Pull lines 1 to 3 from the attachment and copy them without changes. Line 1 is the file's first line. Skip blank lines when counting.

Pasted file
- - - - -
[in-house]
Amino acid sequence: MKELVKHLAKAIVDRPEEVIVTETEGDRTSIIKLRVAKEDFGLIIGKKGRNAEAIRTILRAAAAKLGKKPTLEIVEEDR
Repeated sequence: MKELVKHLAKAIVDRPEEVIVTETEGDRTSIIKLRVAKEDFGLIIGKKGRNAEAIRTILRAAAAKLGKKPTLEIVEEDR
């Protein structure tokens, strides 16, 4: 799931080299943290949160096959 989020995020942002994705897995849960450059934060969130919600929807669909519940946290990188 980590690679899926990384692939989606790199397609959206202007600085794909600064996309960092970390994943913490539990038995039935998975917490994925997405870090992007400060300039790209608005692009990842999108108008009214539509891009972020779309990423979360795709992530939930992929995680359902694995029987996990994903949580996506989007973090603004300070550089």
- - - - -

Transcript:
[in-house]
Amino acid sequence: MKELVKHLAKAIVDRPEEVIVTETEGDRTSIIKLRVAKEDFGLIIGKKGRNAEAIRTILRAAAAKLGKKPTLEIVEEDR
Repeated sequence: MKELVKHLAKAIVDRPEEVIVTETEGDRTSIIKLRVAKEDFGLIIGKKGRNAEAIRTILRAAAAKLGKKPTLEIVEEDR